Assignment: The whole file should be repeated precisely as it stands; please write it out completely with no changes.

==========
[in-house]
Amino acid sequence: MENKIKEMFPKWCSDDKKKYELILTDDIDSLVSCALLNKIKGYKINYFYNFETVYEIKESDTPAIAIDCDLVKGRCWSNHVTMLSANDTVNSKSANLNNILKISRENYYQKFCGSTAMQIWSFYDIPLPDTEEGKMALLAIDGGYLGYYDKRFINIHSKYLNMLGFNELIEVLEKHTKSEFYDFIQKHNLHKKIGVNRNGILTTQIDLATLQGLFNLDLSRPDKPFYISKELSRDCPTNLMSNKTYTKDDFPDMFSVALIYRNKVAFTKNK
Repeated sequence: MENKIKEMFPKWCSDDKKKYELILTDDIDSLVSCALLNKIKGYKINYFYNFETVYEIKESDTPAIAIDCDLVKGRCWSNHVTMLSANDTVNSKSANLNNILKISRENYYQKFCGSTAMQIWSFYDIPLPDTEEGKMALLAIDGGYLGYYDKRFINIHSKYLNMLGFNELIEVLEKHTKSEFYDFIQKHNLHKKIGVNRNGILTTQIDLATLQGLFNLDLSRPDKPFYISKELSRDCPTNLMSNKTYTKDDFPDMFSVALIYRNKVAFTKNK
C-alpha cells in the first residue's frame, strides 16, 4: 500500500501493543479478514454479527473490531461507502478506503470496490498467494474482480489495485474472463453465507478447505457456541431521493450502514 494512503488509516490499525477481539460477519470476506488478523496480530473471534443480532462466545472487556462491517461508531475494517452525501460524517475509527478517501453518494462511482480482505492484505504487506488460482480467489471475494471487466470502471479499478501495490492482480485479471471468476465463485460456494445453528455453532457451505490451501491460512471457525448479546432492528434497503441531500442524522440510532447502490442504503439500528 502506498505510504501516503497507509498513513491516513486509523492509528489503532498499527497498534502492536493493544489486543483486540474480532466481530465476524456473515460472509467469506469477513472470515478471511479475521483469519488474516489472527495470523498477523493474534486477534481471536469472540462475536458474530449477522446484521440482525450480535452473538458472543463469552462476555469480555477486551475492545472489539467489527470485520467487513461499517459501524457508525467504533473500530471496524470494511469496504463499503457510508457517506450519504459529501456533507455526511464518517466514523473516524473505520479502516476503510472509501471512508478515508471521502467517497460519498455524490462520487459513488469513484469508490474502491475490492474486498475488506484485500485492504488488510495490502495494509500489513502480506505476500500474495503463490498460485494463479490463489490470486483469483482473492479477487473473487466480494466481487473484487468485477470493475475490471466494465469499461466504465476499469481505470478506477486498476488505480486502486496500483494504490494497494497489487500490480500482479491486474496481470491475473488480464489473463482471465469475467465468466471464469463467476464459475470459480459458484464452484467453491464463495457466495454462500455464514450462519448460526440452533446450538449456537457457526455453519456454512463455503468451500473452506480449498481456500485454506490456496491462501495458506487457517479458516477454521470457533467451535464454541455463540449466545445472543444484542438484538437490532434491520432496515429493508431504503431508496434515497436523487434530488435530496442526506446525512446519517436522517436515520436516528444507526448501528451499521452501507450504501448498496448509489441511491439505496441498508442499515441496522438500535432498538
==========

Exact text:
[in-house]
Amino acid sequence: MENKIKEMFPKWCSDDKKKYELILTDDIDSLVSCALLNKIKGYKINYFYNFETVYEIKESDTPAIAIDCDLVKGRCWSNHVTMLSANDTVNSKSANLNNILKISRENYYQKFCGSTAMQIWSFYDIPLPDTEEGKMALLAIDGGYLGYYDKRFINIHSKYLNMLGFNELIEVLEKHTKSEFYDFIQKHNLHKKIGVNRNGILTTQIDLATLQGLFNLDLSRPDKPFYISKELSRDCPTNLMSNKTYTKDDFPDMFSVALIYRNKVAFTKNK
Repeated sequence: MENKIKEMFPKWCSDDKKKYELILTDDIDSLVSCALLNKIKGYKINYFYNFETVYEIKESDTPAIAIDCDLVKGRCWSNHVTMLSANDTVNSKSANLNNILKISRENYYQKFCGSTAMQIWSFYDIPLPDTEEGKMALLAIDGGYLGYYDKRFINIHSKYLNMLGFNELIEVLEKHTKSEFYDFIQKHNLHKKIGVNRNGILTTQIDLATLQGLFNLDLSRPDKPFYISKELSRDCPTNLMSNKTYTKDDFPDMFSVALIYRNKVAFTKNK
C-alpha cells in the first residue's frame, strides 16, 4: 500500500501493543479478514454479527473490531461507502478506503470496490498467494474482480489495485474472463453465507478447505457456541431521493450502514 494512503488509516490499525477481539460477519470476506488478523496480530473471534443480532462466545472487556462491517461508531475494517452525501460524517475509527478517501453518494462511482480482505492484505504487506488460482480467489471475494471487466470502471479499478501495490492482480485479471471468476465463485460456494445453528455453532457451505490451501491460512471457525448479546432492528434497503441531500442524522440510532447502490442504503439500528 502506498505510504501516503497507509498513513491516513486509523492509528489503532498499527497498534502492536493493544489486543483486540474480532466481530465476524456473515460472509467469506469477513472470515478471511479475521483469519488474516489472527495470523498477523493474534486477534481471536469472540462475536458474530449477522446484521440482525450480535452473538458472543463469552462476555469480555477486551475492545472489539467489527470485520467487513461499517459501524457508525467504533473500530471496524470494511469496504463499503457510508457517506450519504459529501456533507455526511464518517466514523473516524473505520479502516476503510472509501471512508478515508471521502467517497460519498455524490462520487459513488469513484469508490474502491475490492474486498475488506484485500485492504488488510495490502495494509500489513502480506505476500500474495503463490498460485494463479490463489490470486483469483482473492479477487473473487466480494466481487473484487468485477470493475475490471466494465469499461466504465476499469481505470478506477486498476488505480486502486496500483494504490494497494497489487500490480500482479491486474496481470491475473488480464489473463482471465469475467465468466471464469463467476464459475470459480459458484464452484467453491464463495457466495454462500455464514450462519448460526440452533446450538449456537457457526455453519456454512463455503468451500473452506480449498481456500485454506490456496491462501495458506487457517479458516477454521470457533467451535464454541455463540449466545445472543444484542438484538437490532434491520432496515429493508431504503431508496434515497436523487434530488435530496442526506446525512446519517436522517436515520436516528444507526448501528451499521452501507450504501448498496448509489441511491439505496441498508442499515441496522438500535432498538